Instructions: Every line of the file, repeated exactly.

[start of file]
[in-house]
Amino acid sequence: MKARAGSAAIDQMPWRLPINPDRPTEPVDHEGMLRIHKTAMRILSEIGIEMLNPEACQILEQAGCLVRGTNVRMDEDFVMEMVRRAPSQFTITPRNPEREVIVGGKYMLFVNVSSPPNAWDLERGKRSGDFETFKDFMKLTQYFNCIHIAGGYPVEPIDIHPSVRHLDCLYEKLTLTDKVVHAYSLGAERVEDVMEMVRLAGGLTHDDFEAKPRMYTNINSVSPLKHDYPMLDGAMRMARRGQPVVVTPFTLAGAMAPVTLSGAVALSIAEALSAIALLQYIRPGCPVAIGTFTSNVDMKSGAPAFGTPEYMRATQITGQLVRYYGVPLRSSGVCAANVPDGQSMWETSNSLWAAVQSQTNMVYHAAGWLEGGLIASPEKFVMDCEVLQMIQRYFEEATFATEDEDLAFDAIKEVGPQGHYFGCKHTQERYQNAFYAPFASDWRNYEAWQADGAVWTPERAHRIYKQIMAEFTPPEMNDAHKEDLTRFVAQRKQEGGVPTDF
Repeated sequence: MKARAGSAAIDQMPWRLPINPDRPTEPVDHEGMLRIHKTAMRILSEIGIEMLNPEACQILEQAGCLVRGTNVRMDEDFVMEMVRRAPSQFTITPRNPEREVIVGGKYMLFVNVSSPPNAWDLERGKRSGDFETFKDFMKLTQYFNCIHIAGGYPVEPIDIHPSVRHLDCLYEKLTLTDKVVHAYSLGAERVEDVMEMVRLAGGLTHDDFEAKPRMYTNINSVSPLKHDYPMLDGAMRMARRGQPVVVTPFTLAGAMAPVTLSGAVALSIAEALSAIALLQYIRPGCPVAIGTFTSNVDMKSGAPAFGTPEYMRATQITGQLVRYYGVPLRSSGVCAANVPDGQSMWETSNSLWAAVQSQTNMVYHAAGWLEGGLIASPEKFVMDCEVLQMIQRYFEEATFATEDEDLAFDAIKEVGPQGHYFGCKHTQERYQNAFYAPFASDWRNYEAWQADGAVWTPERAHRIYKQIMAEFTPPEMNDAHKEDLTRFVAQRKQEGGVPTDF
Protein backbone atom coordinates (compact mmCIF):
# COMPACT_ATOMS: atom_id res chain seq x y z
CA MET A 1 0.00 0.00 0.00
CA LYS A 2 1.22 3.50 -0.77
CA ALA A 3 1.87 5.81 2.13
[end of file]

[in-house]
Amino acid sequence: MKARAGSAAIDQMPWRLPINPDRPTEPVDHEGMLRIHKTAMRILSEIGIEMLNPEACQILEQAGCLVRGTNVRMDEDFVMEMVRRAPSQFTITPRNPEREVIVGGKYMLFVNVSSPPNAWDLERGKRSGDFETFKDFMKLTQYFNCIHIAGGYPVEPIDIHPSVRHLDCLYEKLTLTDKVVHAYSLGAERVEDVMEMVRLAGGLTHDDFEAKPRMYTNINSVSPLKHDYPMLDGAMRMARRGQPVVVTPFTLAGAMAPVTLSGAVALSIAEALSAIALLQYIRPGCPVAIGTFTSNVDMKSGAPAFGTPEYMRATQITGQLVRYYGVPLRSSGVCAANVPDGQSMWETSNSLWAAVQSQTNMVYHAAGWLEGGLIASPEKFVMDCEVLQMIQRYFEEATFATEDEDLAFDAIKEVGPQGHYFGCKHTQERYQNAFYAPFASDWRNYEAWQADGAVWTPERAHRIYKQIMAEFTPPEMNDAHKEDLTRFVAQRKQEGGVPTDF
Repeated sequence: MKARAGSAAIDQMPWRLPINPDRPTEPVDHEGMLRIHKTAMRILSEIGIEMLNPEACQILEQAGCLVRGTNVRMDEDFVMEMVRRAPSQFTITPRNPEREVIVGGKYMLFVNVSSPPNAWDLERGKRSGDFETFKDFMKLTQYFNCIHIAGGYPVEPIDIHPSVRHLDCLYEKLTLTDKVVHAYSLGAERVEDVMEMVRLAGGLTHDDFEAKPRMYTNINSVSPLKHDYPMLDGAMRMARRGQPVVVTPFTLAGAMAPVTLSGAVALSIAEALSAIALLQYIRPGCPVAIGTFTSNVDMKSGAPAFGTPEYMRATQITGQLVRYYGVPLRSSGVCAANVPDGQSMWETSNSLWAAVQSQTNMVYHAAGWLEGGLIASPEKFVMDCEVLQMIQRYFEEATFATEDEDLAFDAIKEVGPQGHYFGCKHTQERYQNAFYAPFASDWRNYEAWQADGAVWTPERAHRIYKQIMAEFTPPEMNDAHKEDLTRFVAQRKQEGGVPTDF
Protein backbone atom coordinates (compact mmCIF):
# COMPACT_ATOMS: atom_id res chain seq x y z
CA MET A 1 0.00 0.00 0.00
CA LYS A 2 1.22 3.50 -0.77
CA ALA A 3 1.87 5.81 2.13